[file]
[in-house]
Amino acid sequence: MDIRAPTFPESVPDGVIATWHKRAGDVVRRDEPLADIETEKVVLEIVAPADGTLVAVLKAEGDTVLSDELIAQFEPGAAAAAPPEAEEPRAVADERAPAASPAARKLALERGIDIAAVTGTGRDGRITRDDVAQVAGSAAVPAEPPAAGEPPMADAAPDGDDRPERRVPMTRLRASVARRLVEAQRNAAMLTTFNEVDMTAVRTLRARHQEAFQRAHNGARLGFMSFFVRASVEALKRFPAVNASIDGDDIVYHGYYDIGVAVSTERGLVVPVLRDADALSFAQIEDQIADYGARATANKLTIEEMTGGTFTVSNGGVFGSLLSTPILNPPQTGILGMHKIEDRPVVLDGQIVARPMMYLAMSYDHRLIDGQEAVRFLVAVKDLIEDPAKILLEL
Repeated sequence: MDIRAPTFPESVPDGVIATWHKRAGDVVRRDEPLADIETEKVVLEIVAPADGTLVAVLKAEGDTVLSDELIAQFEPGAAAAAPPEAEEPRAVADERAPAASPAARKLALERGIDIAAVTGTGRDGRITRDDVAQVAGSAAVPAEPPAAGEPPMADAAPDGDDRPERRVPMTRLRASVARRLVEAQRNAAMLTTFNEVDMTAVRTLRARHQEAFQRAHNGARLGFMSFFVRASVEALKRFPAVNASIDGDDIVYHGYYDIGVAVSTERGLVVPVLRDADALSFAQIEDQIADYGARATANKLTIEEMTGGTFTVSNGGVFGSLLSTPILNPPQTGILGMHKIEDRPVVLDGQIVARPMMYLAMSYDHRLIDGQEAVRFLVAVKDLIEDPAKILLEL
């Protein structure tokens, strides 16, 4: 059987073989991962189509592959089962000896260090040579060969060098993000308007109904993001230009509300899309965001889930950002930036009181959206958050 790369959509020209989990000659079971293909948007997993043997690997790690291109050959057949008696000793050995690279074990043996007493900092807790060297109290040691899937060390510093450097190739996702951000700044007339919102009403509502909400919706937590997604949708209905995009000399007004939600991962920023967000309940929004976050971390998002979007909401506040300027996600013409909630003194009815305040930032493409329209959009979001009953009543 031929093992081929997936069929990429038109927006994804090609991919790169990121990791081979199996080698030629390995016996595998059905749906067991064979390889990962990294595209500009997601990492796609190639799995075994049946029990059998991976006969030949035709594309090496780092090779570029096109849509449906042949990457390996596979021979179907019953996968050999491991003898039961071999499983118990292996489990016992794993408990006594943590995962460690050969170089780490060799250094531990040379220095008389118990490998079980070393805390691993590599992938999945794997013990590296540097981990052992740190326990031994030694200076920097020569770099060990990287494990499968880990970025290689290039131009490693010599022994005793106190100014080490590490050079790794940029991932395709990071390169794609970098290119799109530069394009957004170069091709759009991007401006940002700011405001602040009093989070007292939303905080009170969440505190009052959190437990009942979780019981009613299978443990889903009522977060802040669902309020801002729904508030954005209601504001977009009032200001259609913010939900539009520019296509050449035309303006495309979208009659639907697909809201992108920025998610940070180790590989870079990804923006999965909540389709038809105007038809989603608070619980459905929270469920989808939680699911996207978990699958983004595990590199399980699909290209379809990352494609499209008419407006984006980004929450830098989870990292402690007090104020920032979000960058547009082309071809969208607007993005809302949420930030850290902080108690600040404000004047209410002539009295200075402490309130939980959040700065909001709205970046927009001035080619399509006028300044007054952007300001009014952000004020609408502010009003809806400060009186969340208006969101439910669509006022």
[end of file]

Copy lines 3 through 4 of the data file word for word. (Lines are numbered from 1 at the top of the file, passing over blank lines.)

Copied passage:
Repeated sequence: MDIRAPTFPESVPDGVIATWHKRAGDVVRRDEPLADIETEKVVLEIVAPADGTLVAVLKAEGDTVLSDELIAQFEPGAAAAAPPEAEEPRAVADERAPAASPAARKLALERGIDIAAVTGTGRDGRITRDDVAQVAGSAAVPAEPPAAGEPPMADAAPDGDDRPERRVPMTRLRASVARRLVEAQRNAAMLTTFNEVDMTAVRTLRARHQEAFQRAHNGARLGFMSFFVRASVEALKRFPAVNASIDGDDIVYHGYYDIGVAVSTERGLVVPVLRDADALSFAQIEDQIADYGARATANKLTIEEMTGGTFTVSNGGVFGSLLSTPILNPPQTGILGMHKIEDRPVVLDGQIVARPMMYLAMSYDHRLIDGQEAVRFLVAVKDLIEDPAKILLEL
């Protein structure tokens, strides 16, 4: 059987073989991962189509592959089962000896260090040579060969060098993000308007109904993001230009509300899309965001889930950002930036009181959206958050 790369959509020209989990000659079971293909948007997993043997690997790690291109050959057949008696000793050995690279074990043996007493900092807790060297109290040691899937060390510093450097190739996702951000700044007339919102009403509502909400919706937590997604949708209905995009000399007004939600991962920023967000309940929004976050971390998002979007909401506040300027996600013409909630003194009815305040930032493409329209959009979001009953009543 031929093992081929997936069929990429038109927006994804090609991919790169990121990791081979199996080698030629390995016996595998059905749906067991064979390889990962990294595209500009997601990492796609190639799995075994049946029990059998991976006969030949035709594309090496780092090779570029096109849509449906042949990457390996596979021979179907019953996968050999491991003898039961071999499983118990292996489990016992794993408990006594943590995962460690050969170089780490060799250094531990040379220095008389118990490998079980070393805390691993590599992938999945794997013990590296540097981990052992740190326990031994030694200076920097020569770099060990990287494990499968880990970025290689290039131009490693010599022994005793106190100014080490590490050079790794940029991932395709990071390169794609970098290119799109530069394009957004170069091709759009991007401006940002700011405001602040009093989070007292939303905080009170969440505190009052959190437990009942979780019981009613299978443990889903009522977060802040669902309020801002729904508030954005209601504001977009009032200001259609913010939900539009520019296509050449035309303006495309979208009659639907697909809201992108920025998610940070180790590989870079990804923006999965909540389709038809105007038809989603608070619980459905929270469920989808939680699911996207978990699958983004595990590199399980699909290209379809990352494609499209008419407006984006980004929450830098989870990292402690007090104020920032979000960058547009082309071809969208607007993005809302949420930030850290902080108690600040404000004047209410002539009295200075402490309130939980959040700065909001709205970046927009001035080619399509006028300044007054952007300001009014952000004020609408502010009003809806400060009186969340208006969101439910669509006022």